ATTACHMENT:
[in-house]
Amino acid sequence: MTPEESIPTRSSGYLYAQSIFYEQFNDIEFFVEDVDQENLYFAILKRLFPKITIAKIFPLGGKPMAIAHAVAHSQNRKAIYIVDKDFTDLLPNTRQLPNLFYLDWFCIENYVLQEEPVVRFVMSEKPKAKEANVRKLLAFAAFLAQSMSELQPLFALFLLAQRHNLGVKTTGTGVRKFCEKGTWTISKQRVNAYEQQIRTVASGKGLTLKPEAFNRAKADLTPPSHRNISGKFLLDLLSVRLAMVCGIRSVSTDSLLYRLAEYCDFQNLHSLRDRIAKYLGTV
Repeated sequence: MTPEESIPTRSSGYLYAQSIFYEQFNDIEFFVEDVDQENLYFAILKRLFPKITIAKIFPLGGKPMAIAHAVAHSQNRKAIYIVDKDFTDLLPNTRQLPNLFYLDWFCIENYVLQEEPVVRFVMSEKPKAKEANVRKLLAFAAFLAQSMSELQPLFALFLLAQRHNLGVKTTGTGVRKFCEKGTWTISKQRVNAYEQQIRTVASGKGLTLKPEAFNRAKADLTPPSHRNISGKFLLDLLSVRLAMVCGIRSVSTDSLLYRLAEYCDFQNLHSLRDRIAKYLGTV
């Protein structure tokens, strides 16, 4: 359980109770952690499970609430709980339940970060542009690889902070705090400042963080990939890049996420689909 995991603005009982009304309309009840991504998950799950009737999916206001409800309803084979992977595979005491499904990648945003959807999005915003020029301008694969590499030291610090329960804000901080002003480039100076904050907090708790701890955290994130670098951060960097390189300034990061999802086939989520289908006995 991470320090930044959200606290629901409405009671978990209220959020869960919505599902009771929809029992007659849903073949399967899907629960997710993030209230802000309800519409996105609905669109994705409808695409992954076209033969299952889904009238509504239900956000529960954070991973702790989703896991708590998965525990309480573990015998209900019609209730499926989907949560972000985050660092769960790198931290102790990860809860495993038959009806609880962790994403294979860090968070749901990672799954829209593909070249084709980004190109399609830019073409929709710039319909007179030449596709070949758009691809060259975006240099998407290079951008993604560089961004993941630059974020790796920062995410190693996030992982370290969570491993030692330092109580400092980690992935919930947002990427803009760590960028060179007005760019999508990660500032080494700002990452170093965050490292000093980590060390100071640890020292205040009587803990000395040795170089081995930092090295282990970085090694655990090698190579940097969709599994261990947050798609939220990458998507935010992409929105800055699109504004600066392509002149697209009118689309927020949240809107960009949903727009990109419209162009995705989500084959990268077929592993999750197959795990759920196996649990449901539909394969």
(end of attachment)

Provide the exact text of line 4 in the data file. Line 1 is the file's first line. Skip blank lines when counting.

């Protein structure tokens, strides 16, 4: 359980109770952690499970609430709980339940970060542009690889902070705090400042963080990939890049996420689909 995991603005009982009304309309009840991504998950799950009737999916206001409800309803084979992977595979005491499904990648945003959807999005915003020029301008694969590499030291610090329960804000901080002003480039100076904050907090708790701890955290994130670098951060960097390189300034990061999802086939989520289908006995 991470320090930044959200606290629901409405009671978990209220959020869960919505599902009771929809029992007659849903073949399967899907629960997710993030209230802000309800519409996105609905669109994705409808695409992954076209033969299952889904009238509504239900956000529960954070991973702790989703896991708590998965525990309480573990015998209900019609209730499926989907949560972000985050660092769960790198931290102790990860809860495993038959009806609880962790994403294979860090968070749901990672799954829209593909070249084709980004190109399609830019073409929709710039319909007179030449596709070949758009691809060259975006240099998407290079951008993604560089961004993941630059974020790796920062995410190693996030992982370290969570491993030692330092109580400092980690992935919930947002990427803009760590960028060179007005760019999508990660500032080494700002990452170093965050490292000093980590060390100071640890020292205040009587803990000395040795170089081995930092090295282990970085090694655990090698190579940097969709599994261990947050798609939220990458998507935010992409929105800055699109504004600066392509002149697209009118689309927020949240809107960009949903727009990109419209162009995705989500084959990268077929592993999750197959795990759920196996649990449901539909394969």